Direct-to-consumer strategies should be built on more sophisticated consumer research that takes into account the preferences of a new generation of consumers, for whom not all healthcare choices are equal—that same consumer will be in different “segments” and make different choices for different problems over time, not all pre-determined by one memorable birthing experience.

Primary care—Ex uno plures

https://mailchi.mp/d88637d819ee/the-weekly-gist-march-19-2021?e=d1e747d2d8

Ex Uno Plures. Out of One, Many | HR Examiner

We had occasion this week, when asked to weigh in on a health system’s “primary care strategy”, to assert once again that primary care is not a thing.

We were being intentionally provocative to make a point: what we traditionally refer to as “primary care” is actually a collection of different services, or “jobs to be done” for a patient (to borrow a Clayton Christensen term).

These include a range of things: urgent care, chronic disease management, medication management, virtual care, women’s health services, pediatrics, routine maintenance, and on and on. What they have in common is that they’re a patient’s “first call”: the initial point of contact in the healthcare system for most things that most patients need. It’s a distinction with a difference, in our view. 

If you set out to address “primary care strategy”, you’re going to end up in a discussion about physician manpower, practices, and economics at a level of generalization that often misses what patients really need. Rather than the traditional E pluribus unum (out of many, one) approach that many take, we’d advise an Ex uno plures (out of one, many) perspective.

Ask the question “What problems do patients have when they first contact the healthcare system?” and then strategize around and resource each of those problems in the way that best solves them. That doesn’t mean taking a completely fragmented approach—it’s essential to link each of those solutions together in a coherent ecosystem of care that helps with navigation and information flow (and reimbursement).

But continuing to perpetuate an entity called “primary care” increasingly seems like an antiquated endeavor, particularly as technology, payment, and consumer preferences all point to a more distributed and easily accessible model of care delivery.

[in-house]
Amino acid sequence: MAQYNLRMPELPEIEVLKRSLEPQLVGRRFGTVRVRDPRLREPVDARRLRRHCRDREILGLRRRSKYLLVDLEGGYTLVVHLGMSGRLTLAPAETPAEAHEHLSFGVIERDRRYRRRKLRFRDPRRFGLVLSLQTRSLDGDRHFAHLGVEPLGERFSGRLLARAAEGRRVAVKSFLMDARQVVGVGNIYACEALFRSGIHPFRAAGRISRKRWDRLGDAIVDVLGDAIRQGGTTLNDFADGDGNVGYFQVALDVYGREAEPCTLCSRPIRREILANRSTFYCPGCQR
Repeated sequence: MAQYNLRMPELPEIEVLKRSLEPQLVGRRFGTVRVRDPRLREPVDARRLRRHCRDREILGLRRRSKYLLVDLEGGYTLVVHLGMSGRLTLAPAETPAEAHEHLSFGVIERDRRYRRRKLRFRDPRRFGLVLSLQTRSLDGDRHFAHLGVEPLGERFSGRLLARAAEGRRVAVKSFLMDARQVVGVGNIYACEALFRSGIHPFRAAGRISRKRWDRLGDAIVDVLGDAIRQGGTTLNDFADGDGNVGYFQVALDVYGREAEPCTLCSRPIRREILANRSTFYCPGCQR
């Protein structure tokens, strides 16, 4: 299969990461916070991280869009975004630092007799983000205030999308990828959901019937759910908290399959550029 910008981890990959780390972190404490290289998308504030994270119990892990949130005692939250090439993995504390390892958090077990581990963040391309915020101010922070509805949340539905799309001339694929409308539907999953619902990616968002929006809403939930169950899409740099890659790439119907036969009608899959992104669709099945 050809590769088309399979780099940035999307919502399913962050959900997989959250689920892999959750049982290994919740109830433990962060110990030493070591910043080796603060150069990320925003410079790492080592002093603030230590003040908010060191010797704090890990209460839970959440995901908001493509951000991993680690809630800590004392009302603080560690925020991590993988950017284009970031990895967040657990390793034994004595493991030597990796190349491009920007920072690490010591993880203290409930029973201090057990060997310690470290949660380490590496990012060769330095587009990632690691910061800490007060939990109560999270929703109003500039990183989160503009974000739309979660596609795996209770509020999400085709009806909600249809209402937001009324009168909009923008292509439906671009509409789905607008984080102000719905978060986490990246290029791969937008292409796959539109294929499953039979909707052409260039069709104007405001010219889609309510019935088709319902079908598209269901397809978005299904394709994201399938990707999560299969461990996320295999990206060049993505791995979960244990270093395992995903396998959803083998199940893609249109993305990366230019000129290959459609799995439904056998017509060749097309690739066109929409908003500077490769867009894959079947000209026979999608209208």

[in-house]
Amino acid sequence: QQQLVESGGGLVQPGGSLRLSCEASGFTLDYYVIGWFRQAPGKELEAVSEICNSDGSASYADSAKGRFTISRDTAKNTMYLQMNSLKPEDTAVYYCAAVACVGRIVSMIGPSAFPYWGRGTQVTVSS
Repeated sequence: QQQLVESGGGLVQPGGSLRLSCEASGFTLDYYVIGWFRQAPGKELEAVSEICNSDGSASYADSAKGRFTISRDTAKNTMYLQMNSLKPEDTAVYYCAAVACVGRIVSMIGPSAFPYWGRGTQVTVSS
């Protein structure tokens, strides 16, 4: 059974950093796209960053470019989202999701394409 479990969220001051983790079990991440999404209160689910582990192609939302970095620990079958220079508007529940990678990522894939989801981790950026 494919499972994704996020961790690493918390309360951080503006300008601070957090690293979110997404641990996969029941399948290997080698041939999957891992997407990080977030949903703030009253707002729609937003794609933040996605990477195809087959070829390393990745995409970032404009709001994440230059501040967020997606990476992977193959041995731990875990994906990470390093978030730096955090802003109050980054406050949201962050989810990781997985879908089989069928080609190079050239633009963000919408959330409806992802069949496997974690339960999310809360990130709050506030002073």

9 numbers that show how big Walmart’s role in healthcare is

Georgia Is First State For Walmart's 'Health Center' | 90.1 FM WABE

Walmart has continued to grow its presence in healthcare over the past few years, with expansions of its primary care clinics and the launch of its new insurance arm.

Here are nine numbers that show how big Walmart is in healthcare and how it plans to grow:

Walmart has opened 20 standalone healthcare centers and plans to open at least 15 more in 2021. The health centers offer primary care, urgent care, labs, counseling and other services.

Walmart’s board approved a plan in 2018 to scale to 4,000 clinics by 2029. However, that plan is in flux as the retail giant may be rolling back its clinic strategy, according to a February Insider report.

Walmart in January confirmed plans to offer COVID-19 vaccines in 11 states and Puerto Rico.

In 2020, Walmart established 600 COVID-19 testing sites.

Walmart said it believes expanding its standalone clinics will help bring affordable, quality healthcare to more Americans because 90 percent of Americans live within 10 miles of a Walmart store.

The Walmart Health model lowers the cost of delivering healthcare services by about 40 percent for patients, according to Walmart’s former health and wellness president Sean Slovenski.

In October, Walmart partnered with Medicare Advantage insurer Clover Health on its first health insurance plans, which will be available to 500,000 people in eight Georgia counties. 

Walmart’s insurance arm, Walmart Insurance Services, partnered with eight payers during the Medicare open enrollment period in 2020 to sell its Medicare products. Humana, UnitedHealthcre and Anthem Blue Cross Blue Shield were among the insurers offering the products.

4 of the biggest healthcare trends CVS Health says to watch in 2021

COVID-19 accelerated a number of trends already brewing in the healthcare industry, and that’s not likely to change this year, according to a new report from CVS Health.

The healthcare giant released its annual Health Trends Report on Tuesday, and the analysis projects several industry trends that are likely to define 2021 in healthcare, ranging from technology to behavioral health to affordability.

“We are facing a challenging time, but also one of great hope and promise,” CVS CEO Karen Lynch said in the report. “As the pandemic eventually passes, its lessons will serve to make our health system more agile and more responsive to the needs of consumers.”

Here’s a look at four of CVS’ predictions:

1. A looming mental health crisis

Behavioral health needs were a significant challenge in healthcare prior to COVID-19, but the number of people reporting declining mental health jumped under the pandemic.

Cara McNulty, president of Aetna Behavioral Health, said in a video attached to the report that it will be critical to “continue the conversation around mental health and well-being” as we emerge from the pandemic and to reduce stigma so people who need help seek it out.

“We’re normalizing that it’s important to take care of our mental well-being,” she said.

Data released in December by GoodRx found that prescription fills for depression and anxiety medications hit an all-time high in 2020. GoodRx researchers polled 1,000 people with behavioral health conditions on how they were navigating the pandemic, and 63% said their depression and/or anxiety symptoms worsened.